25 thoughts on “The Physics of Sailing – KQED QUEST”

  1. what about when a boat loses its keel (on a reef or some such), they still
    sail … forwards! albeit less efficiently and somewhat dangerously, they
    still ‘work’ from a momentum perspective. their forward moment is still
    greater than the leeway, even without a keel.

    this kind of ‘lift’ theory of aerodynamics has (in the past decade) been
    quite disputed in the field of aerodynamics anyway, as many experiments
    with airfoil (wing) designs which should not create any lift according to
    this theory – do!

    so this is not the whole story. it may play a part (maybe even a large
    part) but its not a complete explanation of whats going on.

  2. 7:47 watch the two sailboats and the motorboat, above the sailboat with the
    red sail – almost a bonus clip with a sail disaster, and a lesion by
    itself; How to NOT maneuver a boat in crowded situations. 

  3. a luffing sail and a stall on an airplane wing are not aerodynamically

  4. Hey guys. Here’s a neat video explaining the physics of sailing into the
    wind (old square sail ships couldn’t do this)

  5. While it is true that the acceleration of the fluid across the curved
    surface of a wing results in a lower pressure on that surface, this is NOT
    the whole story. It is by far the influence of the increased pressure
    along the BOTTOM of the wing created by the turning of the flow stream
    encountering the surface of the wing presented by the “angle of attack” of
    the wing that generates a lot of the lift. Otherwise, a plane could NOT
    fly upside down. A flat wing generates lift with the proper angle of

    This is an OLD explanation and is correct as far as it goes, but it is a
    vastly incomplete explanation. More modern ‘rotational flow’ theory is a
    better explanation.

    By drawing a control volume around the wing and calculating the change in
    the momentum of the flow field, the actual lift and form drag forces can be
    calculated. This of course does not calculate the frictional drag. If you
    do this for a wing where the under surface of the wing is parallel with the
    flow, you will generate a great deal LESS lift than when the wing has an
    angle of attack.

  6. “Square rigged ships only went in one basic direction – with the wind”
    PARDON?! Clearly, this statement is false. What did they do if the wind
    changed, or if they had to return home against the trade winds?
    In fact, square riggers, while not as efficient to wind as a modern sailing
    boat, could sail at a reasonably close angle to the wind.

  7. lol lucky you’re doing it somewhere warm and not somewhere freezing like
    Hamworthy (Poole, UK)

  8. “A luffing sail is not the equivalent of stall on an aircraft”, per minute
    7:40, it would be an over-trimmed sail.

  9. Hard to take this seriously when the first thing they say is completely
    wrong. Square-rigged ships can most certainly sail into the wind. It’s true
    that they can’t lie as close to the wind as a fore-and-aft rigged ship, but
    they can tack.There’s no way Magellan, Drake etc. could have made it around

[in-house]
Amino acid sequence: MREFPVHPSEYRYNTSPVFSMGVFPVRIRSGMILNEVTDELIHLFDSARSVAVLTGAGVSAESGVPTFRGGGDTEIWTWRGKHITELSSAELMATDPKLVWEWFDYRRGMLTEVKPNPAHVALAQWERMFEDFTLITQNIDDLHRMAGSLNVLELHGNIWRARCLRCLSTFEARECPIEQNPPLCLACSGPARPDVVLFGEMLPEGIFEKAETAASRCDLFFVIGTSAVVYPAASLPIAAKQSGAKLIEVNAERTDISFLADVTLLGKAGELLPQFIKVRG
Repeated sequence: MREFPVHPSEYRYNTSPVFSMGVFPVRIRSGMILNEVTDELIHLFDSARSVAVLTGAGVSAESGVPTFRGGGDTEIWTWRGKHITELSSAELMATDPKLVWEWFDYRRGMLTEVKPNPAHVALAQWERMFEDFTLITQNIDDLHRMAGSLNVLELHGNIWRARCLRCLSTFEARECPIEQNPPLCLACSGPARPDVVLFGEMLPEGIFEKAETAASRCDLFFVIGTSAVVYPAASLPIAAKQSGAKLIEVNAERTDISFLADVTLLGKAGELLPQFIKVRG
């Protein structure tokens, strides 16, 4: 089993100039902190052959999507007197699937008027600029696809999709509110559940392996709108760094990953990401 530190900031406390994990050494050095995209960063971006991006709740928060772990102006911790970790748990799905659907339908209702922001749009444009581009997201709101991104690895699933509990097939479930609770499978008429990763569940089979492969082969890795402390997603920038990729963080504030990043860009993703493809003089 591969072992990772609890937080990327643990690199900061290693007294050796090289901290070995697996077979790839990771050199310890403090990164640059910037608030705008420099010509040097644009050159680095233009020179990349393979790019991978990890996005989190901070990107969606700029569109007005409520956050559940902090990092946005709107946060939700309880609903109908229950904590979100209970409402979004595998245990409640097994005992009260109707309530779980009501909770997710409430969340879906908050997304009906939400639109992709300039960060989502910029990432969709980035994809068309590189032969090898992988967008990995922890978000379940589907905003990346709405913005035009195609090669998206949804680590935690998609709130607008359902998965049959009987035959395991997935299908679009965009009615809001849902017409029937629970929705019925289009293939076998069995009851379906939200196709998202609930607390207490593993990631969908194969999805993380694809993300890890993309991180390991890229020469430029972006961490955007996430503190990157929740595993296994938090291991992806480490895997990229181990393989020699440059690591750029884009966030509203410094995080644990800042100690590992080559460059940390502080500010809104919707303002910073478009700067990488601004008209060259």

the world in ships that only sailed with the wind. Getting around Cape Horn
    from east to west is impossible if you can’t sail your ship into the wind.

  10. Hey guys, just a note about why lift happens, this guy is chatting bull.
    Bernoullis law doesnt apply in the case of a wing (or sail). For his law to
    apply, certain assumptions must be made. firstly that the fluid has zero
    viscosity, but as we can see, the fluid ‘sticks’ to the shape of the wing,
    which is a viscous effect. secondly, that it is a steady flow. which as
    said in the video, it is not. Finally, Bernoullis theorem only applies to a
    single flow, once you talk about flows above and below a wing, its moot.

    While Bernoullis can describe some of what is happening, the fundamental
    law behind lift is newtons 3rd. watch the flow as it comes off the wing,
    its at a different angle, meaning a force was imparted on the air by the
    wing, and thus vice versa

    (im an aerospace engineering student and even people in the aero business
    get this wrong (including the most of the internet), and this isnt coming
    from me, this is coming from Dr Iain Dupere at Manchester University)

  11. When you blow on that piece of paper, does the Coanda effect help create
    that lift ?

  12. Your model desperately l lacks sail trim. Move your jib cars back and for
    the love of god, tighten your outhaul!

  13. How do you guys (the sailing school) get away with completely inadequate
    safety equipment for students? And then comically prodcast it to the whole
    world via youtube. You should be closed down by the US authorities. Boyancy
    aids. are not suitable life savers for offshore yacht sailing!! Inshore
    dinghysailing with supervision maybe……….

  14. I always thought that if I were to travel back thru time, this would be one
    of the most valuable bits of knowledge to have.

  15. it’s simpler to just figure out a workable route and let the sail dictate
    the angle of approach, turn away from the wind until the sail starts
    catching and let the wind push/pull you along. always look to your sail for
    information, it’ll tell you how it wants to work.

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